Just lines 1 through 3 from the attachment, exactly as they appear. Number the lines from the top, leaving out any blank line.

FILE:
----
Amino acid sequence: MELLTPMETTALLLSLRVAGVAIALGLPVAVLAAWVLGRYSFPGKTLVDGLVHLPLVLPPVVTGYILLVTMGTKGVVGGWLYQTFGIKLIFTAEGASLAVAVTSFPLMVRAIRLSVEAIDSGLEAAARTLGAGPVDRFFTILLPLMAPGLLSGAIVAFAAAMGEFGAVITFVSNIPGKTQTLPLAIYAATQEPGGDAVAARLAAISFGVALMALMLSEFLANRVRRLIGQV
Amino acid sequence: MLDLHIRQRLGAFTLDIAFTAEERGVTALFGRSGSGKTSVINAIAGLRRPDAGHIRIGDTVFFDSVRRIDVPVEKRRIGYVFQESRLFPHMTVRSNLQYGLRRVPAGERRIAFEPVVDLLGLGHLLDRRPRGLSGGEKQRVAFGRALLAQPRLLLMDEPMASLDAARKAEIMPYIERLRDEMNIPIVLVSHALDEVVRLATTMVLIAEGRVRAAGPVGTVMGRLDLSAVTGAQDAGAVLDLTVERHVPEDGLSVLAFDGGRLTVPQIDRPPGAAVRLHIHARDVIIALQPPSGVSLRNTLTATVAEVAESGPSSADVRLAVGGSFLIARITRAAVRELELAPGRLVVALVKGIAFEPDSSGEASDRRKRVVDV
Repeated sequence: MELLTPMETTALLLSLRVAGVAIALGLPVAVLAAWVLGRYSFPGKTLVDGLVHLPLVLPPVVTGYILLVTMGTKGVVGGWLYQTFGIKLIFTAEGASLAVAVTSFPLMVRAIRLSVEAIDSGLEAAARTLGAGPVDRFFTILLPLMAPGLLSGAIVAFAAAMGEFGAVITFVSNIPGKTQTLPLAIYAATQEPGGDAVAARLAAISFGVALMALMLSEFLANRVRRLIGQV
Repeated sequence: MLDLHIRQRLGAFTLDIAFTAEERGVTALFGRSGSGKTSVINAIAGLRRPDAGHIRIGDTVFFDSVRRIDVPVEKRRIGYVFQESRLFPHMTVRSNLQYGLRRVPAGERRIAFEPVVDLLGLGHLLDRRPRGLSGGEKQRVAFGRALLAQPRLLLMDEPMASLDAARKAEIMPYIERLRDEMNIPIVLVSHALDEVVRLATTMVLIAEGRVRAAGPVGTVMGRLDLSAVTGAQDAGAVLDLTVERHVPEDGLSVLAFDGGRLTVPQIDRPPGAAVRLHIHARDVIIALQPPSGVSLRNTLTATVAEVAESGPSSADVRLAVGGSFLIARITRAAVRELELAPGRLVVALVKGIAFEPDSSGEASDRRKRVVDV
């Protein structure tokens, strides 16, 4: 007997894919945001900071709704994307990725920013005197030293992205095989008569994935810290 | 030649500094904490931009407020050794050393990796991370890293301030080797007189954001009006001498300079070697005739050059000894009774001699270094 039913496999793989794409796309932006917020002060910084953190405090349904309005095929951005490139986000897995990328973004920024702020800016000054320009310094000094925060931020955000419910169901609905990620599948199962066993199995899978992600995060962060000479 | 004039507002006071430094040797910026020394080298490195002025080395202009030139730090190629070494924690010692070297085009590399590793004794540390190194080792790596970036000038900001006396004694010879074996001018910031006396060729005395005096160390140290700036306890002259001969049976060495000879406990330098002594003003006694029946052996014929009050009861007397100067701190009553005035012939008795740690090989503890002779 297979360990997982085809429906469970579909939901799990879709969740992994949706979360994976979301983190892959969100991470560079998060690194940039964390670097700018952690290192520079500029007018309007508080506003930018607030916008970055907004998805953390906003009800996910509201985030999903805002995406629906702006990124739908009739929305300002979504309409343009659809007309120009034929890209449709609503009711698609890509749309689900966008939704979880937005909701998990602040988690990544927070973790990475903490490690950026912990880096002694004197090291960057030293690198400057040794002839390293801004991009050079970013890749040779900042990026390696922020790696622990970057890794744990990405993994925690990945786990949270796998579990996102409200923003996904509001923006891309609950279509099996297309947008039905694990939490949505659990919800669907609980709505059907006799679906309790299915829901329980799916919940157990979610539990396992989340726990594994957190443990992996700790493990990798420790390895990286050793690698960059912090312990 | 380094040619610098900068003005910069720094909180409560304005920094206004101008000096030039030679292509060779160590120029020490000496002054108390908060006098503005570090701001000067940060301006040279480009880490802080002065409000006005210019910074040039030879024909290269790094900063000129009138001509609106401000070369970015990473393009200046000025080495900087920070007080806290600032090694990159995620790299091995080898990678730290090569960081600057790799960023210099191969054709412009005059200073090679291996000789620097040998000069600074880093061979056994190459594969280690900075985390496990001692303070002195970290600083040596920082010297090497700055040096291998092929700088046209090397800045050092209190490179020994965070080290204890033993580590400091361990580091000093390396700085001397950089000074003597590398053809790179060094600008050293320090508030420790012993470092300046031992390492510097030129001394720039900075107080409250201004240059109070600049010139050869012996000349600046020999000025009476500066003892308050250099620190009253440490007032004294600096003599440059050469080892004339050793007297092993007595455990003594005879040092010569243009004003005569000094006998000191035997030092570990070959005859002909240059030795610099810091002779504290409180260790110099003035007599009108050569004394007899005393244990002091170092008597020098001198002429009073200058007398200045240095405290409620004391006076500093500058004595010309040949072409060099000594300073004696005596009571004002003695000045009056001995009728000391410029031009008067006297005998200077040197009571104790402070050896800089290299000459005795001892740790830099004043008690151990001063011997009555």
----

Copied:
Amino acid sequence: MELLTPMETTALLLSLRVAGVAIALGLPVAVLAAWVLGRYSFPGKTLVDGLVHLPLVLPPVVTGYILLVTMGTKGVVGGWLYQTFGIKLIFTAEGASLAVAVTSFPLMVRAIRLSVEAIDSGLEAAARTLGAGPVDRFFTILLPLMAPGLLSGAIVAFAAAMGEFGAVITFVSNIPGKTQTLPLAIYAATQEPGGDAVAARLAAISFGVALMALMLSEFLANRVRRLIGQV
Amino acid sequence: MLDLHIRQRLGAFTLDIAFTAEERGVTALFGRSGSGKTSVINAIAGLRRPDAGHIRIGDTVFFDSVRRIDVPVEKRRIGYVFQESRLFPHMTVRSNLQYGLRRVPAGERRIAFEPVVDLLGLGHLLDRRPRGLSGGEKQRVAFGRALLAQPRLLLMDEPMASLDAARKAEIMPYIERLRDEMNIPIVLVSHALDEVVRLATTMVLIAEGRVRAAGPVGTVMGRLDLSAVTGAQDAGAVLDLTVERHVPEDGLSVLAFDGGRLTVPQIDRPPGAAVRLHIHARDVIIALQPPSGVSLRNTLTATVAEVAESGPSSADVRLAVGGSFLIARITRAAVRELELAPGRLVVALVKGIAFEPDSSGEASDRRKRVVDV
Repeated sequence: MELLTPMETTALLLSLRVAGVAIALGLPVAVLAAWVLGRYSFPGKTLVDGLVHLPLVLPPVVTGYILLVTMGTKGVVGGWLYQTFGIKLIFTAEGASLAVAVTSFPLMVRAIRLSVEAIDSGLEAAARTLGAGPVDRFFTILLPLMAPGLLSGAIVAFAAAMGEFGAVITFVSNIPGKTQTLPLAIYAATQEPGGDAVAARLAAISFGVALMALMLSEFLANRVRRLIGQV